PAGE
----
An interesting factoid RE Osburn's report of cartouches being found at apparently the entrance. Seems hard to believe it would have been missed by everyone of his era but him...
It's all a little strange.
Vyse entered the pyramid in 1837. The KK cartouche must have been visible as Osburn claimed to have seen it only a few years later.
One would think that upon entering a "tomb" and seeing an inscription on the stonework - in this case a cartouche - symbolic of a pharaoh - one would logically assume that this cartouche would be representative of whoever was entombed. But Vyse ignored it.
Vyse was only satisfied when he allegedly discovered the simple Khufu cartouche in Campbell's Chamber. If Osburn, in 1845, did not know the difference between the two cartouches, how then did Vyse, in 1837, know that the simple cartouche represented Khufu, but the KK cartouche must, in his opinion, be some other entity not connected with the pyramid?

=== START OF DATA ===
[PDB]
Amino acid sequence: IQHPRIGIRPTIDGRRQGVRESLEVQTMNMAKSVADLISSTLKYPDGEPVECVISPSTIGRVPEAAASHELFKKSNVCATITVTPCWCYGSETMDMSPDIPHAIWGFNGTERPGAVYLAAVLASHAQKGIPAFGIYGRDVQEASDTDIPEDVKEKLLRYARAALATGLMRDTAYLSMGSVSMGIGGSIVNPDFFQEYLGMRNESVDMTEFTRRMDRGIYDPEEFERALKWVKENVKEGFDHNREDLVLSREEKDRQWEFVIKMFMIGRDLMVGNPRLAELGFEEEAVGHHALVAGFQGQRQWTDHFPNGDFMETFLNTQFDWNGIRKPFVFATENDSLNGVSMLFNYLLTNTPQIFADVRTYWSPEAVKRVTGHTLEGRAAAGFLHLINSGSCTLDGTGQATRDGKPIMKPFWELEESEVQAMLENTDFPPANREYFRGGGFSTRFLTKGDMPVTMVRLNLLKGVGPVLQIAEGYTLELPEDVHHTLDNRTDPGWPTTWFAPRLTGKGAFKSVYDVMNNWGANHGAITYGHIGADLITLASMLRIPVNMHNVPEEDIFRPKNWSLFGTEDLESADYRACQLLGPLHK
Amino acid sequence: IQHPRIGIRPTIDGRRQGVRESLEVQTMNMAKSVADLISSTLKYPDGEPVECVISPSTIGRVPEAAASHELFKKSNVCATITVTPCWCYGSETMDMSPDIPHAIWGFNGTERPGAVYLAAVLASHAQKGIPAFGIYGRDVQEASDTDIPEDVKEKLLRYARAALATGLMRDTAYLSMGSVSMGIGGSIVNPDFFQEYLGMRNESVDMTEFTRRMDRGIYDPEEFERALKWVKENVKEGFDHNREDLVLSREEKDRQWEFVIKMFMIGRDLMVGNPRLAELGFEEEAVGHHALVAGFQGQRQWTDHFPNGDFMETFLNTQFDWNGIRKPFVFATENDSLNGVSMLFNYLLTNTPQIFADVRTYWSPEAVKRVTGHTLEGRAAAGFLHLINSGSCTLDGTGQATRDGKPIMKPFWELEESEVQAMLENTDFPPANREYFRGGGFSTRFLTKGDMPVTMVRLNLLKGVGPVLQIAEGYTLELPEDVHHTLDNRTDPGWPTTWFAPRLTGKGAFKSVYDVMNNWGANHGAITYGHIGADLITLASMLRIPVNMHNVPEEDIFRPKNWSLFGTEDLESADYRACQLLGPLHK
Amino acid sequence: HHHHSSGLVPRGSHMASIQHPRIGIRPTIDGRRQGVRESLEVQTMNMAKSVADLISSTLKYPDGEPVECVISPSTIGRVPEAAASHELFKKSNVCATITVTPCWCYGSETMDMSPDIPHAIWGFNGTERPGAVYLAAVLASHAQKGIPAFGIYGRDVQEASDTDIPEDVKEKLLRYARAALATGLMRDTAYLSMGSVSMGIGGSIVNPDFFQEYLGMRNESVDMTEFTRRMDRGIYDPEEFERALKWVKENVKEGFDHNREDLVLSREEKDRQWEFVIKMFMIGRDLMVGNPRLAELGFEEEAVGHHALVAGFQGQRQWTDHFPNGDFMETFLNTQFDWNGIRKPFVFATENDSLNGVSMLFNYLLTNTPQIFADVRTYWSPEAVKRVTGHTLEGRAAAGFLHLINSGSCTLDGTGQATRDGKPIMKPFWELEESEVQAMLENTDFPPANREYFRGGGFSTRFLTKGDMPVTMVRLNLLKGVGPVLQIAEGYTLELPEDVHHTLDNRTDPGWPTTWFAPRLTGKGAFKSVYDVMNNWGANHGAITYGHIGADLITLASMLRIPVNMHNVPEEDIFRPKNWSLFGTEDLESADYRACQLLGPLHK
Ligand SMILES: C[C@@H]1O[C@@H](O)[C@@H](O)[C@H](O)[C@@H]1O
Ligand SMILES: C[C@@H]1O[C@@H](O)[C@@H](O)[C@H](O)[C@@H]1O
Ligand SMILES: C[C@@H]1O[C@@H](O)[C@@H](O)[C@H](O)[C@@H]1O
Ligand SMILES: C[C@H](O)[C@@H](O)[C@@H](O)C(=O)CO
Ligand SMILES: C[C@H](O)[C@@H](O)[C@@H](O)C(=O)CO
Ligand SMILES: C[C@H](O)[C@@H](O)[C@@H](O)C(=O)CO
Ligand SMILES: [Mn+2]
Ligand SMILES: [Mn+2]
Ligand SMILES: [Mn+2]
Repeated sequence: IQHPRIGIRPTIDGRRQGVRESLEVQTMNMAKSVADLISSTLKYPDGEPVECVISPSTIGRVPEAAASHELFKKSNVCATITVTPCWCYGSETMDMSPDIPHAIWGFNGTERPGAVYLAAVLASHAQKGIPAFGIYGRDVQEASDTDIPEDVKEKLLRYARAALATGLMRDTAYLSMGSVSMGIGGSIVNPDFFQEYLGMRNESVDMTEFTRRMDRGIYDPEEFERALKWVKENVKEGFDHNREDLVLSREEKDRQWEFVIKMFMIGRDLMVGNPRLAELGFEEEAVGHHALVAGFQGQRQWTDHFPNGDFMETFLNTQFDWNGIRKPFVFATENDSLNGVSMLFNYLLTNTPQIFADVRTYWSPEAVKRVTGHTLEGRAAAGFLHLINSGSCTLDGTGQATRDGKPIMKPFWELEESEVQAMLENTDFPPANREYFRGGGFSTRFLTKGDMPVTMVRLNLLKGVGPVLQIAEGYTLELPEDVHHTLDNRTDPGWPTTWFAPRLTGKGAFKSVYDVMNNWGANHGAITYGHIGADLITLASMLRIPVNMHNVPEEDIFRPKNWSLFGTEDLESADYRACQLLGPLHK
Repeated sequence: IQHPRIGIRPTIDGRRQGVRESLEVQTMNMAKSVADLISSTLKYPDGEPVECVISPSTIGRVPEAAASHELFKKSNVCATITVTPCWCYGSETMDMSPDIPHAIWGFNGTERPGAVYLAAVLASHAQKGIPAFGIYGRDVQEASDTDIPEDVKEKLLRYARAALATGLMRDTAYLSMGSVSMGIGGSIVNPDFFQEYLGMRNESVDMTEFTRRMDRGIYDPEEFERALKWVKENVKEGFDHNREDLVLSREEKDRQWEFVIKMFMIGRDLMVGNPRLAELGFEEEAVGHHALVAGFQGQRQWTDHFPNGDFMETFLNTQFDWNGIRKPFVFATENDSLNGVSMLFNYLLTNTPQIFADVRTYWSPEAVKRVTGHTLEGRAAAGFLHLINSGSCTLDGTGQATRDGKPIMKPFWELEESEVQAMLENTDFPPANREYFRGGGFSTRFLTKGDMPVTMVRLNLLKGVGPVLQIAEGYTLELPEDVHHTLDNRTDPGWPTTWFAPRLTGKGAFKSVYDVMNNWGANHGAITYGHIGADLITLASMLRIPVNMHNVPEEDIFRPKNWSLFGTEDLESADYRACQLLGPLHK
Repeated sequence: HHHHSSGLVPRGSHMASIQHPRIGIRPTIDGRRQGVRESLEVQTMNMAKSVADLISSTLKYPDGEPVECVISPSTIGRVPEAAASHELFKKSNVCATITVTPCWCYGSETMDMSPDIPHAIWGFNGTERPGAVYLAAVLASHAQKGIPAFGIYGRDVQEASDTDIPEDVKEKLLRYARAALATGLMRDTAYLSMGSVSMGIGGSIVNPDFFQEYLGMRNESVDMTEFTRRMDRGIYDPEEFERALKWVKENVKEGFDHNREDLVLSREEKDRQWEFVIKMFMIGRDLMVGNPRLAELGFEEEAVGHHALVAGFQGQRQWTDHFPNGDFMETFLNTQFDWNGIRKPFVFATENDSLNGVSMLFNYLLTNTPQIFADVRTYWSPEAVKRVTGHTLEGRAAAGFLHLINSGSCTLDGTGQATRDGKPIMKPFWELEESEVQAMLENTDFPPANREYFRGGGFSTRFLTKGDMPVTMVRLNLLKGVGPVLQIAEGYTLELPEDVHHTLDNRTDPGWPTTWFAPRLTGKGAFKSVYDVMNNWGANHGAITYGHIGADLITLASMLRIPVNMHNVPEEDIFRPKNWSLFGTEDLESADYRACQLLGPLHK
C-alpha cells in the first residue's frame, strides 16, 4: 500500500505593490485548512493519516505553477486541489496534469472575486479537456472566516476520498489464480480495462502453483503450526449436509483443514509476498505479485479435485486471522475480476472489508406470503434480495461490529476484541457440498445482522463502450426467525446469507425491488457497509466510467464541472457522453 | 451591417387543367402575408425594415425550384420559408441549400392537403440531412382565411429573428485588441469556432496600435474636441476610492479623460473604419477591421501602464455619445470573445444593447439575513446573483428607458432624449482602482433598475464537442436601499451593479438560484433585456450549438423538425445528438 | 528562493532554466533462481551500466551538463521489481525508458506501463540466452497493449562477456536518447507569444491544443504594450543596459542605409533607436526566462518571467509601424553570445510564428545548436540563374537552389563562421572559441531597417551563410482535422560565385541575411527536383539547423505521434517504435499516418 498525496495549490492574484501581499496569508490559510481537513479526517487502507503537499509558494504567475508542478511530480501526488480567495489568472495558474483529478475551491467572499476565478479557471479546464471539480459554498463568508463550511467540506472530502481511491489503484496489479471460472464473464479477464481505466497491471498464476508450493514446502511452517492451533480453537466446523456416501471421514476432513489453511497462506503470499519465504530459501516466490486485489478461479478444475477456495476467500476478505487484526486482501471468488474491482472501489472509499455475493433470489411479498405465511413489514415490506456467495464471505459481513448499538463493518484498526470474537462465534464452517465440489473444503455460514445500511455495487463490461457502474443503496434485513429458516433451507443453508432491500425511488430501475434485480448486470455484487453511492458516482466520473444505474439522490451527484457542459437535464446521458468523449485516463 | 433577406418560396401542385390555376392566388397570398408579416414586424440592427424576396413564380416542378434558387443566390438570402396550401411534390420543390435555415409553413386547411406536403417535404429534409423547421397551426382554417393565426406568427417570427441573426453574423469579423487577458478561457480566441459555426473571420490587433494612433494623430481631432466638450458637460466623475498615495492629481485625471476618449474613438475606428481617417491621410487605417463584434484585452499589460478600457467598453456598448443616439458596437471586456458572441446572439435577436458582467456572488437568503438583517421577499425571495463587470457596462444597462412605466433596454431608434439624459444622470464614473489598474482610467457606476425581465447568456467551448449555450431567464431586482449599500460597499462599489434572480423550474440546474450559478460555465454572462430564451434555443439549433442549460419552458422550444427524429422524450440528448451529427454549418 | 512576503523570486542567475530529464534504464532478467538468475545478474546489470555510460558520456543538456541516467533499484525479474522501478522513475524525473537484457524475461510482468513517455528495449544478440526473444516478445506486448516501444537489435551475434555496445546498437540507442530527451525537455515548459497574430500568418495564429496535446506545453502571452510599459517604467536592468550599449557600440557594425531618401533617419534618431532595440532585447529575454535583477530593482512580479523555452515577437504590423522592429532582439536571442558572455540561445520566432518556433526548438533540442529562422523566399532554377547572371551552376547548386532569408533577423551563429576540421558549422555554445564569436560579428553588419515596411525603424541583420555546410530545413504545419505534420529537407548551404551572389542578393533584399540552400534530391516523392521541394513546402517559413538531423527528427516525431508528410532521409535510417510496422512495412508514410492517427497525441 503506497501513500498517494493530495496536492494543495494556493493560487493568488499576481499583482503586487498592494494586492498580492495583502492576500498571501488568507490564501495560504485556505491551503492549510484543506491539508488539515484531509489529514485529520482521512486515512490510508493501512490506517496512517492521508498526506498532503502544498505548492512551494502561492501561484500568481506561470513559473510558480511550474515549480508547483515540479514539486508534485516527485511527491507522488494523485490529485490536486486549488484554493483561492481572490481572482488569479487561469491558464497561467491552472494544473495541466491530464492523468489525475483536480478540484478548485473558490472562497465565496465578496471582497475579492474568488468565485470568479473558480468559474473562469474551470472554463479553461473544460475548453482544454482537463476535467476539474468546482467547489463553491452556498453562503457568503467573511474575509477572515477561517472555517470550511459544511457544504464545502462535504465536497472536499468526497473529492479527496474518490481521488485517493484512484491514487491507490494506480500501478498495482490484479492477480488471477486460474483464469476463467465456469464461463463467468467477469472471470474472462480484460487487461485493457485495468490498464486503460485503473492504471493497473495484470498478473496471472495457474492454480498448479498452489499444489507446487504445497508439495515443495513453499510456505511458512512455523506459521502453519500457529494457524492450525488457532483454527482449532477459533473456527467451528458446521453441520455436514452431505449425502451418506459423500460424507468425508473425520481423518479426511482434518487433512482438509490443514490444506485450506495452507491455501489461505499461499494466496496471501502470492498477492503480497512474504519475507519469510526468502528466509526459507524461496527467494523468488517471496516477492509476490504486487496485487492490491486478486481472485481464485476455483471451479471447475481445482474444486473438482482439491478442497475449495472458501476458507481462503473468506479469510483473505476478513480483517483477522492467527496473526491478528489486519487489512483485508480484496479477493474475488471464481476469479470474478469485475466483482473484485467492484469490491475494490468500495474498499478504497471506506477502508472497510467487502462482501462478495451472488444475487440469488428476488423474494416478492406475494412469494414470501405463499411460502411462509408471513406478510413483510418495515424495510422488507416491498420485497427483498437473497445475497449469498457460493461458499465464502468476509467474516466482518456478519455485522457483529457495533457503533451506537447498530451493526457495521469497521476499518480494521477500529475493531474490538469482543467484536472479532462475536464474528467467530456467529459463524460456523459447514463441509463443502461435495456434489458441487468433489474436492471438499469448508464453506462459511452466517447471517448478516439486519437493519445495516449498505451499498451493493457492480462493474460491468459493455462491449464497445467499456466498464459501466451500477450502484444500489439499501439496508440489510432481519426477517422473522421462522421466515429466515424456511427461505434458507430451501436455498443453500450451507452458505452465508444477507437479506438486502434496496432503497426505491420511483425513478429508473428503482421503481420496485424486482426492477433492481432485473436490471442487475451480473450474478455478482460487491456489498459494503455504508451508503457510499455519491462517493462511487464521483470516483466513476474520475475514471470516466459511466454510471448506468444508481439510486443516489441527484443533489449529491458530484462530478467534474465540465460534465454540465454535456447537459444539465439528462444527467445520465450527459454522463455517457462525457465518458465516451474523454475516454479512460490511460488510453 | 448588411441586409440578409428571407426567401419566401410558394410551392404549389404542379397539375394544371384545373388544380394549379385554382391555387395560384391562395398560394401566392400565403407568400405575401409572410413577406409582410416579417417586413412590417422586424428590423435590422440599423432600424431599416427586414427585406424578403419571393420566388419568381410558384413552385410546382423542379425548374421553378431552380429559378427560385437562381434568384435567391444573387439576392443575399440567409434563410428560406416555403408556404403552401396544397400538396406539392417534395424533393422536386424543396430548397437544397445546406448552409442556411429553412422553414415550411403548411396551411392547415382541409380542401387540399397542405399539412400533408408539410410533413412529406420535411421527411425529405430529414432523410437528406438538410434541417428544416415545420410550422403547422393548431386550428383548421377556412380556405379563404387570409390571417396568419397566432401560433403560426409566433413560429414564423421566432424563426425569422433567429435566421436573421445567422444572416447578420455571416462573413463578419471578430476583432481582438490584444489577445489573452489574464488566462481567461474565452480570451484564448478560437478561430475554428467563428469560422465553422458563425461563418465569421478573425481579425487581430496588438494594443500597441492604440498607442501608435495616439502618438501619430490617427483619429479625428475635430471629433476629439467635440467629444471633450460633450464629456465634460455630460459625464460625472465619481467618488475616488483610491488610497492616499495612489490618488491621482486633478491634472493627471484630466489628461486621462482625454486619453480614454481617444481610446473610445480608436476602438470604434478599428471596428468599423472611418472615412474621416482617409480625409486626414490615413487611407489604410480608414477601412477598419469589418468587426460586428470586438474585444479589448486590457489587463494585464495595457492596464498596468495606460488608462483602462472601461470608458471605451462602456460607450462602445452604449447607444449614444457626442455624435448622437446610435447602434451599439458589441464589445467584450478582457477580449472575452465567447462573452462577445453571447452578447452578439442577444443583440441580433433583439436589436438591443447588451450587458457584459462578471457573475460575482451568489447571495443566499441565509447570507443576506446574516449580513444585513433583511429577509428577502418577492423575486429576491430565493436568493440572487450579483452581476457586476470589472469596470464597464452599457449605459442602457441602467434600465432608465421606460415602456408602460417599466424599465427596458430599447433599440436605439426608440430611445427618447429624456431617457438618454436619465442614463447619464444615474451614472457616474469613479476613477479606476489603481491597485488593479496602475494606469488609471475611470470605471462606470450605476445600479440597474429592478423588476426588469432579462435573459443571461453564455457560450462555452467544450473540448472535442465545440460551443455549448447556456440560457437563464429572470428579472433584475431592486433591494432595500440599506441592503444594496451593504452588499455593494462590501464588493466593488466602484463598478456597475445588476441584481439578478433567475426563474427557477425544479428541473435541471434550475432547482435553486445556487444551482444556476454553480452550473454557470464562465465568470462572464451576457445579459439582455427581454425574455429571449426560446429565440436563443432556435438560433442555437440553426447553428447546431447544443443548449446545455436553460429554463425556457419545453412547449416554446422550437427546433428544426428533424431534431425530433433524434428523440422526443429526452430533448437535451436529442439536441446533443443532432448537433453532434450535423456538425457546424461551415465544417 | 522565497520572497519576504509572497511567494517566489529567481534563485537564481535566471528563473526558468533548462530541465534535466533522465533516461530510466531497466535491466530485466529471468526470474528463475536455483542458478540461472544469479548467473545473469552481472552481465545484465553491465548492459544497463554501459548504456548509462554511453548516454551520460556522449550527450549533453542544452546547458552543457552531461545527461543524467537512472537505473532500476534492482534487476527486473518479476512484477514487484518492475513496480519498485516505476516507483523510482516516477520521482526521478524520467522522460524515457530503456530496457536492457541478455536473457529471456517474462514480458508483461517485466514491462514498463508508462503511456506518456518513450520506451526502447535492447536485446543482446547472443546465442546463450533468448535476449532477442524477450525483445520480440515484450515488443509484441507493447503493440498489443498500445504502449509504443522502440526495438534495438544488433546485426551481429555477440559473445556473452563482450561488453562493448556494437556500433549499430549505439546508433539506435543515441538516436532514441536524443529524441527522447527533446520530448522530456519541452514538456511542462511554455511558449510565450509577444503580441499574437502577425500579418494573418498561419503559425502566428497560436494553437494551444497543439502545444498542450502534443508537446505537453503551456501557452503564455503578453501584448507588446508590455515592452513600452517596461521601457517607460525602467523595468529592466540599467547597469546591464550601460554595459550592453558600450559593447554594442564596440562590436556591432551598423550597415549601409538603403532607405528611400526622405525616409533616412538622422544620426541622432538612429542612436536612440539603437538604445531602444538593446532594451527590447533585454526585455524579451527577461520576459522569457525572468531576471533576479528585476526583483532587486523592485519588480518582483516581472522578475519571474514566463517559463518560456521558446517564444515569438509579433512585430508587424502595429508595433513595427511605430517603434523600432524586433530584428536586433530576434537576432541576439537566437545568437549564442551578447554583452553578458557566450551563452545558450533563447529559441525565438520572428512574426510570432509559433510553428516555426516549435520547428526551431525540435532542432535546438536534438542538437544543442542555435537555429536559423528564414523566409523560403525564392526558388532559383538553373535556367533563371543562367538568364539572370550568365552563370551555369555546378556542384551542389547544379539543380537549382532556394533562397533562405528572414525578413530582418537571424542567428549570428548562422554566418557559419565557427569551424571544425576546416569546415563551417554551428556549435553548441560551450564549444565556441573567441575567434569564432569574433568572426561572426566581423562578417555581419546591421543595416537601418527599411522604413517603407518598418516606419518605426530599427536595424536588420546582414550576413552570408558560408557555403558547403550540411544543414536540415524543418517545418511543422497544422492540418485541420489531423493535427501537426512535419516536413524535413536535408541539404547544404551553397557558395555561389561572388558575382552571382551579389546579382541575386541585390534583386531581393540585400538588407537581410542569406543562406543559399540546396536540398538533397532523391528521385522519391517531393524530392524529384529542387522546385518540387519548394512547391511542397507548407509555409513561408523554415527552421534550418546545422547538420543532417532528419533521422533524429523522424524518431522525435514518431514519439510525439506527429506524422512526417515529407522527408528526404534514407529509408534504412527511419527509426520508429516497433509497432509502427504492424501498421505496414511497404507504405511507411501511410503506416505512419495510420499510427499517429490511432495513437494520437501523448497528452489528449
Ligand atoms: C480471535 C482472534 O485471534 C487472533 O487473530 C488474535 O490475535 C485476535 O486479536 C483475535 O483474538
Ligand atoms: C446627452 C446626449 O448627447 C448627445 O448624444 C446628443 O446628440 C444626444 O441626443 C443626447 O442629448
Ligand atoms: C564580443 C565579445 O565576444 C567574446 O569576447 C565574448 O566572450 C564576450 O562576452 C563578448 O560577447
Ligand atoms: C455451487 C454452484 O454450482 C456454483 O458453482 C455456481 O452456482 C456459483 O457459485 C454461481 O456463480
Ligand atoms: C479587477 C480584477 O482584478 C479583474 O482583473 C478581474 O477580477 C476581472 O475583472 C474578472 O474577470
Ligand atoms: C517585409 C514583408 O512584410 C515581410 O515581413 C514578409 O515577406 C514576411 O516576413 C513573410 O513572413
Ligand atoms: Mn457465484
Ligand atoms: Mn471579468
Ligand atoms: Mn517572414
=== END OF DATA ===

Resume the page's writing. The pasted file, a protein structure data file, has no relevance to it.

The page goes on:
What would it matter if Vyse declared to the world that he had discovered the builder of the pyramid and that his name was Khnum Khufu? What's in a name?
One possibility is that Osburn, for whatever reason, did not see the KK cartouche at the entrance, as claimed, but was lying, although he certainly knew of such a cartouche, as evidenced in his work. And why wouldn't Vyse and others, have brought this discrepancy to light upon publication?
If the KK cartouche was at the entrance, how was it not seen, and recognized, by earlier explorers of the pyramid leaving Vyse with no claim to fame?
It's a bit of a puzzle.